February milk production drops 1.3 percent

IARN — The USDA says milk production in the 24 major milk-producing states totaled 16.8 billion pounds in February. That’s down 1.3 percent from February of 2020. However, production was 2.3 percent above last year after adjusting for the leap year. January revised production was 18.4 billion pounds, up 2.6 percent from January of last year. The January revision represents an increase of 150 million pounds, or .8 percent, from last month’s preliminary production estimate. Read more

Japan hikes tariffs on U.S. beef imports

IARN — Japan has temporarily set higher tariffs on U.S. beef imports.

Joe Schuele with the U.S. Meat Export Federation says U.S. beef exports to Japan have been very strong of late, which set off a safeguard trigger that implements a higher tariff rate for 30 days. Read more

Drought Persists And Could Last Into Summer

Northwest Iowa — Hydrologists predict an “average” flood risk in much of the Missouri River Basin this spring, in large part due to dry conditions, as much of the region is experiencing moderate to severe drought. Read more

Iowans can now apply for 2021 hemp licenses online

IARN — Iowa Secretary of Agriculture Mike Naig announced today that the Iowa Department of Agriculture and Land Stewardship has launched a new database that allows Iowans to apply for or renew their hemp licenses online for the 2021 growing season. Applicants can find the link to register at iowaagriculture.gov/hemp. The deadline to apply for the 2021 growing season has been extended to May 1.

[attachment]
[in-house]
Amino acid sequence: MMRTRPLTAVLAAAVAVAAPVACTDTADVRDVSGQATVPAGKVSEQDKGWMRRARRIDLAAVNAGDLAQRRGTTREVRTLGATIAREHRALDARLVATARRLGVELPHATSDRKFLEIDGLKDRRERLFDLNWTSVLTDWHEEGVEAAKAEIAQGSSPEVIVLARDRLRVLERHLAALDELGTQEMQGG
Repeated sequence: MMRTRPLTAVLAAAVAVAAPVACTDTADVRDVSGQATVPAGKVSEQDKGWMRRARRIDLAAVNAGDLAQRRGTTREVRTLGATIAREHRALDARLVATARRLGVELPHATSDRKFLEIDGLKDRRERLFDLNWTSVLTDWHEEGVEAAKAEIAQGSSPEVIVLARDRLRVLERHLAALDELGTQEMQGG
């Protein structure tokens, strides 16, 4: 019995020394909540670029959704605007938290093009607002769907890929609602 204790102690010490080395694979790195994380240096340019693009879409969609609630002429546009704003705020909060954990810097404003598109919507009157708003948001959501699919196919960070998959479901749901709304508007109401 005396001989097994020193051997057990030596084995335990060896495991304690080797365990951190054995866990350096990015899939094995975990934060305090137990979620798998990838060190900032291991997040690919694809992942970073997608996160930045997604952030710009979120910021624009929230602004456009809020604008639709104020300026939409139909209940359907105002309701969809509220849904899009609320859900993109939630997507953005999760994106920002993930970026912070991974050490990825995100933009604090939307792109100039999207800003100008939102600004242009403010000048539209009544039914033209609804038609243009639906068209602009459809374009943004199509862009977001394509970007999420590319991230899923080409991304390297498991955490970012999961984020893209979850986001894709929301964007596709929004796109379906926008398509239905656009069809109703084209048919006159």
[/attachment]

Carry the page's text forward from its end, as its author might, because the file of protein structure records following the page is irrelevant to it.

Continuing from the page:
The hemp online licensing system is the latest in a series of technology investments by the Iowa Department of Agriculture to make it faster and easier for Iowans to obtain their annual licenses.

“The Department is committed to investing in new technologies, like this online hemp licensing system, to continue modernizing our processes. It also allows the Department to provide better customer service to Iowans applying for or renewing their hemp licenses,” said Secretary Naig.

The new online system also offers benefits for law enforcement officials. Hemp licenses and certificates of analysis (COA) will include a QR code to make it easy for law enforcement to scan and determine the authenticity of the documents quickly.

Individuals who are interested in growing, selling, or transporting hemp or hemp seed in Iowa must obtain an annual license. For detailed instructions on how to apply for a hemp license, visit iowaagriculture.gov/hemp.

The commercial hemp production program does not license cannabidiol (CBD) products for human consumption, extraction or processing in Iowa. The Iowa Department of Inspections and Appeals regulates Consumable Hemp Products. Additional information for retailers and processors is available at dia.iowa.gov.

Growers are advised to do their research and confirm there is a viable, profitable market for commercial hemp production before they make an investment in seed and equipment. For more information about the state’s hemp program, contact the program administrator Robin Pruisner at Robin.Pruisner@Iowaagriculture.gov.

Story courtesy of the Iowa Agribusiness Radio Network

Image source: Wikimedia Commons